The EDSA Revolution felt as significant as the Battle of Lepanto or the “La Naval de Manila.” Thus the idea of a memorial structure to thank the Lord and the Blessed Mother for the peaceful EDSA revolution came to mind.
Cardinal Sin then set into motion a series of steps to turn his idea into reality. Then owners of the land, the Ortigas and the Gokongwei families, were approached and they donated the prime corner lot. The architectural design for the church was undertaken by Architect Francisco Mañosa with preparatory work from National Artist Architect Leandro Locsin and Architect William Coscolluela.
Architect Mañosa designed the Shrine to evoke the freedom of movement and celebratory spirit of the original EDSA revolution. The Shrine is to open out to the streets with the image of Our Lady Queen of Peace, as sculpted in bronze by the late artist Virginia Ty-Navarro, forming the apex of the structure. The promenade is accessible through cascading stairs and ramps from EDSA and Ortigas Avenue. The center of his plaza faces the convergence of the two main roads and has become the site of the Eucharistic celebration held each year to commemorate the People Power Revolution.
Various works of art symbolize the spirit of freedom and peace at the Shrines promenade area. At one end is the “Flame of Freedom,” a sculpture done by artist Manny Casal of three hardy men bearing a cauldron of frame over their shoulders, representing the Philippines’ three major islands, Luzon, Visayas and Mindanao. Throughout the plaza are the 14 Stations of the Cross as rendered in a bronze by national artist Napoleon Abueva.
At one corner are the carillon bells, which were crafted by some friends from Holland from the bullets of cannons of the Second World War. At given intervals during the day, the bells chime familiar patriotic and religious tunes, mostly evoking sentiments of the People Power Revolution.
The main chapel spans the breadth of the entire intersection and is accessible from either avenue. At each side are chapels, one the San Lorenzo chapel, and the other the Chapel of Perpetual Adoration. Natural lighting is obtained from all sides, except the main altar wall, which draws light from the skylight above. This skylight is diffused by a stained glass ceiling designed by artist Eduardo Castrillo.
Within the main chapel, a floating glass sculpture of the Risen Christ by Ramon Orlina overlooks the main marble altar also created by Abueva. The upper walls are muted murals that depict and interpret the four-day revolution by 15 artists from Angono, Rizal led by Nemi Miranda. The art works “Doves of Peace,” also by Casal, rest gently on the holy water fonts by the entrances.
At the chapel of the perpetual adoration of the Blessed Sacrament is dramatically exposed through the monstrance-sculpture done by Castrillo. At the other side chapel named after the first Filipino saint, San Lorenzo Ruiz, there is a wall mural depicting the saint’s life painted by artist Ben Alano.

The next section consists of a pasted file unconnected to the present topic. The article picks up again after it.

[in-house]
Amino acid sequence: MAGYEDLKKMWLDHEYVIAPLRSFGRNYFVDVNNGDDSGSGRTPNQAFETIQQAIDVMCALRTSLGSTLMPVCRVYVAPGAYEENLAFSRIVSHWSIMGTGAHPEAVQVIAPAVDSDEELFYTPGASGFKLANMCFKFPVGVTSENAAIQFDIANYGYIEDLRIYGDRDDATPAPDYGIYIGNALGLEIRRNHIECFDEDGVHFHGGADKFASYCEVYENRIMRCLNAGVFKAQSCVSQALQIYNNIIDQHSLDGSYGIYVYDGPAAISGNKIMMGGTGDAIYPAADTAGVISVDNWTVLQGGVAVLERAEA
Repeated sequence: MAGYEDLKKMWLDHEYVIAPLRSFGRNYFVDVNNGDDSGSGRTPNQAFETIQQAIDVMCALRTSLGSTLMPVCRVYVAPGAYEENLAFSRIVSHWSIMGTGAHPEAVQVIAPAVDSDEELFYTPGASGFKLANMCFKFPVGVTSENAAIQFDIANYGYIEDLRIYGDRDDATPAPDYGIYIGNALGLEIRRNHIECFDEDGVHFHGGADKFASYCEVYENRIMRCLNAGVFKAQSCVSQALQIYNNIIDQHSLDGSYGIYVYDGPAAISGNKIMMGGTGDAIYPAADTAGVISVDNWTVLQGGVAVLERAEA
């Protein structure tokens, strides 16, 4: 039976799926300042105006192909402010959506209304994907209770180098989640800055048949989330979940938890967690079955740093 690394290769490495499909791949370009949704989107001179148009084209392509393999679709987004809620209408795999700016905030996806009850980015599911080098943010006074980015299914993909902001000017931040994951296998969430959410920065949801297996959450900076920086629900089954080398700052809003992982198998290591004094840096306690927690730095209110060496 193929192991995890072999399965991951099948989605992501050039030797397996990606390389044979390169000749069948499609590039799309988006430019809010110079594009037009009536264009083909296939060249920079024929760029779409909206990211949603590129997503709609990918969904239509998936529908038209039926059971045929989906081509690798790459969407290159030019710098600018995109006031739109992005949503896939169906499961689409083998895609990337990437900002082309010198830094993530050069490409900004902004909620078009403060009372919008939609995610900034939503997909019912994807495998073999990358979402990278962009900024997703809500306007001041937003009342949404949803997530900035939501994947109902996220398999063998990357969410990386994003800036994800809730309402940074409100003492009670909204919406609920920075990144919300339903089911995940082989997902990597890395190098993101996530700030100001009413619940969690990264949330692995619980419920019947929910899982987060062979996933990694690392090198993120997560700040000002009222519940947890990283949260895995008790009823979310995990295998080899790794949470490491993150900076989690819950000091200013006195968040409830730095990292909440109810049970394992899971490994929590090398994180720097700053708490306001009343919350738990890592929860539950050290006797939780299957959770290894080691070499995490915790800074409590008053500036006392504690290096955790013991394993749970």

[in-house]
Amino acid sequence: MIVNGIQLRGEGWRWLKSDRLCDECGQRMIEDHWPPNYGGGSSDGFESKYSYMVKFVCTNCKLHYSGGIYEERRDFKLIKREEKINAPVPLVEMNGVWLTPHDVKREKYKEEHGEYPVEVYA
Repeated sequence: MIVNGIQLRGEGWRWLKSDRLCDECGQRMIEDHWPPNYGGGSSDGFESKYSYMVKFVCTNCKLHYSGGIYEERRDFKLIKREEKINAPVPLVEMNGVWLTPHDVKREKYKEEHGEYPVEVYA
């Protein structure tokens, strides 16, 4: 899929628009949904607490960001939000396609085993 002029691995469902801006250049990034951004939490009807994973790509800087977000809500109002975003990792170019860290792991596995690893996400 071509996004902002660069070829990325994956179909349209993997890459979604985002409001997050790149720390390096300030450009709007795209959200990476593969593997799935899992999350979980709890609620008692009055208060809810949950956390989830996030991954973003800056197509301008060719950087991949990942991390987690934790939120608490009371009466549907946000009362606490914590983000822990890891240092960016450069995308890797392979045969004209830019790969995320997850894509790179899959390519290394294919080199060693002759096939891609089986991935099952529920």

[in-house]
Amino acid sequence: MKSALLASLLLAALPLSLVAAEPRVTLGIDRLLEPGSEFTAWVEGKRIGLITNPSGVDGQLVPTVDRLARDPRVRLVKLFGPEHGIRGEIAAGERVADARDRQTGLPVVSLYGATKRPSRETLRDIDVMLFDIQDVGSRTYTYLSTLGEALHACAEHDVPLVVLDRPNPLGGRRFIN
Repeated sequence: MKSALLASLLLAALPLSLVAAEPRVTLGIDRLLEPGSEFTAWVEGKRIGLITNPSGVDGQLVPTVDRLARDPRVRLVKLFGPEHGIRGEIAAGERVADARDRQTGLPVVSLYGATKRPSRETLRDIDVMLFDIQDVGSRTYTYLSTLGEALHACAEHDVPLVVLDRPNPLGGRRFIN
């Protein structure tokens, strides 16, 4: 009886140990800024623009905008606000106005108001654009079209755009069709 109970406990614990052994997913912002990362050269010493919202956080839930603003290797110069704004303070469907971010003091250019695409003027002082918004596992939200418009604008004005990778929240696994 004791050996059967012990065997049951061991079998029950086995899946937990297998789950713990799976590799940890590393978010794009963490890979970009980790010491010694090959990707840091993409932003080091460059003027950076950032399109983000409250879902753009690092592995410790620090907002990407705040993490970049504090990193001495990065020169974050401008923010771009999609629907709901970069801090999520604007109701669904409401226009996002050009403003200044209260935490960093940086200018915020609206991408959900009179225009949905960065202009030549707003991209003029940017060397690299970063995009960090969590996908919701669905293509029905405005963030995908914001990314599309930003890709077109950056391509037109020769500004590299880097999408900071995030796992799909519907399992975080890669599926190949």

These works by Filipino artists – architects, sculptors, and painters – form a unique collection that pays tribute to the indomitable spirit of the Filipino people. These works inspire, elevate, comfort and cheer, and in their unifying purpose, bring the people who visit, pray and celebrate in the Shrine closer to God, the source of peace.
The construction of the original Shrine was almost complete by late November of 1989. It was inaugurated on December 8, 1989, the Solemnity of the Immaculate Conception.
Today, the EDSA Shrine embodies a debt of gratitude of the Filipinos who have experienced the overpowering love of God in those fateful those of February 1986 and January 2001 when He “gave us back our land” in a bloodless, peaceful People Power Revolution at EDSA. The EDSA Shrine is a monument to mark the continuing triumph of Mary’s Immaculate Heart, as she had promised at Fatima.
Bishop Socrates Villegas says when he began his ministry at the EDSA Shrine on December 16, 1989, he only had one friend to attend the liturgy. But the flock of churchgoers increased after only one week, he had to move to the bigger church to accommodate the growing community. The number of Masses has since increased, the number of choirs has multiplied along with the readers and altar servers, volunteer doctors and nurses, counselors, social workers and community organizers.
He writes in his ‘EDSA Shrine: God’s Gift, Our Mission’ book: “Our growth at the EDSA Shrine has led us to faith, deeper faith and trust in God. It is God who makes everything possible for us. It is God who makes us grow. Unless the Lord builds His house, they labor in vain who build it, says the Holy Scripture. People change. Structures change. Buildings change. Appearance change. But the Lord remains unchanged in His love for all of us.”